In a specific embodiment, the present invention provides a dry powder fire extinguisher recharging system for charging and discharging bottles, cylinders or a suitable container, with dry powder. The system has a frame unit for accommodating various components. The various components may include a clamp assembly, locking plungers, a torque idler, a fill valve, a fill gauge, a recharge line, a discharge line, a socket and an extension.
The clamp assembly may have clamp arms capable of rotating 180°, and removable locking pins for locking in the clamp arms. The clamp assembly can clamp at least one bottle assembly with a bottle in a pre-discharge or a discharge condition. Locking plungers may lock the clamp assembly into various stages or positions, and a torque idler may torque and untorque a valve. A fill valve may control recharging of the bottle assembly to desired pressures with a pressurizing agent, such as dry nitrogen, and a fill gauge may pressurize the bottle assembly to the desired pressures.
An extension can slide in and out of the torque idler to engage the socket to an integrated hex of the bottle assembly, such as to torque or remove the valve. A recharge line charges the bottle assembly with the pressurizing agent, and a discharge line discharges a fully charged bottle unit. The recharge line maybe connected to a Schrader fitting on the bottle assembly during recharging, and the discharge line is connected to a discharge port on the bottle assembly during discharging.
The dry powder fire extinguisher recharging system may also have a valve service area by the frame unit to re-service the valve. The valve service area has a valve fixture that is mounted on a side table. In addition, the system can have a sprayer gun to remove dry powder residue from the valve during re-servicing of the valve, and a sprayer wand to evacuate dry powder residue from the bottle unit to a dust containment container. There may also be present a discharge hose to provide a flexible connection between the canister and either the discharge line or the sprayer wand. Further, a service valve may be for selecting a pressurizing agent (e.g., nitrogen or shop air) to service the sprayer wand or the sprayer gun. The fill valve may feed the service valve with a pressurizing agent.
Optionally, a dust collection bag may be used to diffuse the dry powder coming from the discharge hose, and to allow the dry powder to settle into the container. If the dust collection bag is used, the container should be sufficiently large to accommodate the dust collection bag.
Thus, the present invention provides for a fire extinguishing recharging equipment that is mission capable and can encompass all aspects of the recharging process, including the discharging of full containers, and that can be modified for existing Halon units already in the field.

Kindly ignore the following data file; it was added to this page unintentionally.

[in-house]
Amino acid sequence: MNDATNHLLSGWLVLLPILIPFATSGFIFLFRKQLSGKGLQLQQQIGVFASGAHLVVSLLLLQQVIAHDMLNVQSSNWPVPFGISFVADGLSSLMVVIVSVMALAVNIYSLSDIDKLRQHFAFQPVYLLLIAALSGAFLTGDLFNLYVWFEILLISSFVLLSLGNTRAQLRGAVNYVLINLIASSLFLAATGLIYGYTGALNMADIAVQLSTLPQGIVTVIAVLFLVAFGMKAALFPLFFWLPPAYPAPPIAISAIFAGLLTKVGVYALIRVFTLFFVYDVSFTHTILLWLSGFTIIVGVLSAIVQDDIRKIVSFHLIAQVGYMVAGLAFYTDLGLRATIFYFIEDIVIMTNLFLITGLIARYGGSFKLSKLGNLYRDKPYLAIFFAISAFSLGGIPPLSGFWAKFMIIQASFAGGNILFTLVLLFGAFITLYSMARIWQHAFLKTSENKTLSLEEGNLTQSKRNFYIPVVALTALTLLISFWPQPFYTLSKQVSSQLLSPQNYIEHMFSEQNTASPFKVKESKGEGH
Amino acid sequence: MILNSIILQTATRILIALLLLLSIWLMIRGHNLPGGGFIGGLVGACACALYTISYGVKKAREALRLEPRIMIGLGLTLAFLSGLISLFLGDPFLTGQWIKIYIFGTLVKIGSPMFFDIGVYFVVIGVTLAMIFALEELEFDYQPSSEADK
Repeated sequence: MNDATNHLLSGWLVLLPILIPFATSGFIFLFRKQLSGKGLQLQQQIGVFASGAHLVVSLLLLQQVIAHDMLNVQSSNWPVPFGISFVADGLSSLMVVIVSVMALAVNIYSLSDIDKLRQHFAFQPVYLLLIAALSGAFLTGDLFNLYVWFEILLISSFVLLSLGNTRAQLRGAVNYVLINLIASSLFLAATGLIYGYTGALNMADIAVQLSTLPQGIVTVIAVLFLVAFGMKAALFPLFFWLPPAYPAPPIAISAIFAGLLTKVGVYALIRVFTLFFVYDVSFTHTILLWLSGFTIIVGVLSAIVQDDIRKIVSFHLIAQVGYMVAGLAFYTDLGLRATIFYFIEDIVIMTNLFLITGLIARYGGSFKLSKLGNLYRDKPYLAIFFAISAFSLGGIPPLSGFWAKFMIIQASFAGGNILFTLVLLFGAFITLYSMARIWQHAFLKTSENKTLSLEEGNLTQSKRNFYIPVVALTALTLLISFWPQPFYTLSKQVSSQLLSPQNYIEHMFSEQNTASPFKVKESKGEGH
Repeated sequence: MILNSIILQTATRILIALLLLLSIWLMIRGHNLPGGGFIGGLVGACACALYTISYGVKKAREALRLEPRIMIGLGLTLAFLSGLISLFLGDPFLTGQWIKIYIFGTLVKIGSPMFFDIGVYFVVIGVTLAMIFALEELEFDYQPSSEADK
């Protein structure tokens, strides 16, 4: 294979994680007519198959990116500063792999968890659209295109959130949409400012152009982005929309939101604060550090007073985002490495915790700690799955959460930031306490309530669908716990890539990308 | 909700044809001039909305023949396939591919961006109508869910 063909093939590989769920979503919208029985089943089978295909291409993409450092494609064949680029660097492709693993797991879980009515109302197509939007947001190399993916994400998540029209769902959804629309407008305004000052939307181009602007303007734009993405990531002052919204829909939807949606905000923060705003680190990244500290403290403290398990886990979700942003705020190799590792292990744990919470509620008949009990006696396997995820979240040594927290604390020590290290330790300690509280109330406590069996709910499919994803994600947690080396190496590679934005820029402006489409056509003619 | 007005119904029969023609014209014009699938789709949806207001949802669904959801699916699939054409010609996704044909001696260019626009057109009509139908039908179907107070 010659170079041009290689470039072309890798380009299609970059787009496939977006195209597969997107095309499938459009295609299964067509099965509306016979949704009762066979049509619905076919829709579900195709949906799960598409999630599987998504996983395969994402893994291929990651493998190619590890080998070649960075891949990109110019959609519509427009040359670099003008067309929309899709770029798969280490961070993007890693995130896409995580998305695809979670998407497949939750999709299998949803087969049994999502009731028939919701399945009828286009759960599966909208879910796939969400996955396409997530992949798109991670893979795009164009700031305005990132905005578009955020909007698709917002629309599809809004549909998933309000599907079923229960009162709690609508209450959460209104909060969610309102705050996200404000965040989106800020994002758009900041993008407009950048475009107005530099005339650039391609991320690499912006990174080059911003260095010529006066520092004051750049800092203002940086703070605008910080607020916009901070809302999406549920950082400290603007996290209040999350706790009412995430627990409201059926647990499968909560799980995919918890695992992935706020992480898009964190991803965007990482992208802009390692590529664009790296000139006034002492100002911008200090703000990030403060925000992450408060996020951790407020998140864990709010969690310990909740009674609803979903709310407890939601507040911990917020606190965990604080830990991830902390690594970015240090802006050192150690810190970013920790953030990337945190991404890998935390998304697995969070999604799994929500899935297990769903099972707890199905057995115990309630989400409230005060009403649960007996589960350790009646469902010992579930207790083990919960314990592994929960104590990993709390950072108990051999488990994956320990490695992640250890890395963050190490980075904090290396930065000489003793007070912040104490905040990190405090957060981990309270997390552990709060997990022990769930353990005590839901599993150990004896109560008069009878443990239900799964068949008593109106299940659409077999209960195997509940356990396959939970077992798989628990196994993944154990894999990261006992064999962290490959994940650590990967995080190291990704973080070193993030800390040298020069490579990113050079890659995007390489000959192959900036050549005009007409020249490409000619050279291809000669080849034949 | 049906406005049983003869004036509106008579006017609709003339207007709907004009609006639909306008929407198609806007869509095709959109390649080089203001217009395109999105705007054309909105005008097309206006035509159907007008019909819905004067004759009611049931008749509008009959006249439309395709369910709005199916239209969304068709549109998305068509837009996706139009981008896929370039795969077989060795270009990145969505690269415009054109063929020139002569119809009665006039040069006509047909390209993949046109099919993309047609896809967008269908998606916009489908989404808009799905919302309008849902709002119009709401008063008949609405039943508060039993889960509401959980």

An embodiment of the present invention is understood by referring to
The system illustrated in
Full 360° rotation of the bottle and valve assembly can be achieved through the use of the present invention. As such, staging positions for various tasks, including discharge, torque, refill, recharge, visual inspection and evacuation of powder residue, may be provided.
Referring now in greater detail to
The torque idler 3 may be used to torque and un-torque the valve. The torque idler may remove any cantilever forces while applying the required torque to the valve. The recharge line 4 can be used to recharge the bottle via the valve with dry nitrogen. The discharge line 5 may be used to discharge a fully charged bottle. Discharging may be done when the bottles require preventive maintenance and are fully charged, thus requiring evacuation of the dry powder. Both the recharge and the discharge lines may be secured during transport by keeping them in the stowed position. When charging the bottle assembly, the recharge line may be connected to a Schrader fitting on the valve. Likewise, the discharge line, when in use, may be connected to a discharge port on the valve.
The sprayer wand assembly 6 can be used to evacuate any dry powder residue from the bottle to allow a visual inspection. For example, shop air or dry nitrogen may be used to expel the residue. A mirror 7 can be used to view the pressure gauge on the valve. The mirror may be of a convex type. The mirror and pressure gauge may assure the pressure has either been obtained during the refill process or is fully dissipated before removal of the valve from the bottle.